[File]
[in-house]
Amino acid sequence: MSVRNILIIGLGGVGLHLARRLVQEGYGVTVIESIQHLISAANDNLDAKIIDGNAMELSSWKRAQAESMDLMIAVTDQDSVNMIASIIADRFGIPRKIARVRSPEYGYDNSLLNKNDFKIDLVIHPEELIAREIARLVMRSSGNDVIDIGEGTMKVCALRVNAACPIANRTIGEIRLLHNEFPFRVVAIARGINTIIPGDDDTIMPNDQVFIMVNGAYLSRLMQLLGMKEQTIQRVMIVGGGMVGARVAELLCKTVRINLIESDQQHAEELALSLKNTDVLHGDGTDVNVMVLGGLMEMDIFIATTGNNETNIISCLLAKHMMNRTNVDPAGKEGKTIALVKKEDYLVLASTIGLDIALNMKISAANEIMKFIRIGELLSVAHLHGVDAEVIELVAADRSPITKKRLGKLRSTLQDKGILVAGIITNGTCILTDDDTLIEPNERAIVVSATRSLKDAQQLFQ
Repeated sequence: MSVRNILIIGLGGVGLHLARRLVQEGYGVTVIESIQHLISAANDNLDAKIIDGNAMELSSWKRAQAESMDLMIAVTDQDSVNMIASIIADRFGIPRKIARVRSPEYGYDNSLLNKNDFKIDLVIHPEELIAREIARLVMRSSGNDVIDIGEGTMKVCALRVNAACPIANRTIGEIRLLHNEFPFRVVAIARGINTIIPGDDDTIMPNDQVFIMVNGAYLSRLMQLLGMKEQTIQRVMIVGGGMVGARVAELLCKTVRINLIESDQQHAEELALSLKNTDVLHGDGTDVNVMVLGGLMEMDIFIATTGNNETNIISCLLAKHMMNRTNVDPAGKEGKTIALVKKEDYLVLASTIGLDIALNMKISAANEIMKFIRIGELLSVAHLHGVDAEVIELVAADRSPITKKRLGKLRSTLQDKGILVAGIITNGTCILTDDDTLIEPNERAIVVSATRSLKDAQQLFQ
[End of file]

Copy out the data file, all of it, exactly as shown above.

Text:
[in-house]
Amino acid sequence: MSVRNILIIGLGGVGLHLARRLVQEGYGVTVIESIQHLISAANDNLDAKIIDGNAMELSSWKRAQAESMDLMIAVTDQDSVNMIASIIADRFGIPRKIARVRSPEYGYDNSLLNKNDFKIDLVIHPEELIAREIARLVMRSSGNDVIDIGEGTMKVCALRVNAACPIANRTIGEIRLLHNEFPFRVVAIARGINTIIPGDDDTIMPNDQVFIMVNGAYLSRLMQLLGMKEQTIQRVMIVGGGMVGARVAELLCKTVRINLIESDQQHAEELALSLKNTDVLHGDGTDVNVMVLGGLMEMDIFIATTGNNETNIISCLLAKHMMNRTNVDPAGKEGKTIALVKKEDYLVLASTIGLDIALNMKISAANEIMKFIRIGELLSVAHLHGVDAEVIELVAADRSPITKKRLGKLRSTLQDKGILVAGIITNGTCILTDDDTLIEPNERAIVVSATRSLKDAQQLFQ
Repeated sequence: MSVRNILIIGLGGVGLHLARRLVQEGYGVTVIESIQHLISAANDNLDAKIIDGNAMELSSWKRAQAESMDLMIAVTDQDSVNMIASIIADRFGIPRKIARVRSPEYGYDNSLLNKNDFKIDLVIHPEELIAREIARLVMRSSGNDVIDIGEGTMKVCALRVNAACPIANRTIGEIRLLHNEFPFRVVAIARGINTIIPGDDDTIMPNDQVFIMVNGAYLSRLMQLLGMKEQTIQRVMIVGGGMVGARVAELLCKTVRINLIESDQQHAEELALSLKNTDVLHGDGTDVNVMVLGGLMEMDIFIATTGNNETNIISCLLAKHMMNRTNVDPAGKEGKTIALVKKEDYLVLASTIGLDIALNMKISAANEIMKFIRIGELLSVAHLHGVDAEVIELVAADRSPITKKRLGKLRSTLQDKGILVAGIITNGTCILTDDDTLIEPNERAIVVSATRSLKDAQQLFQ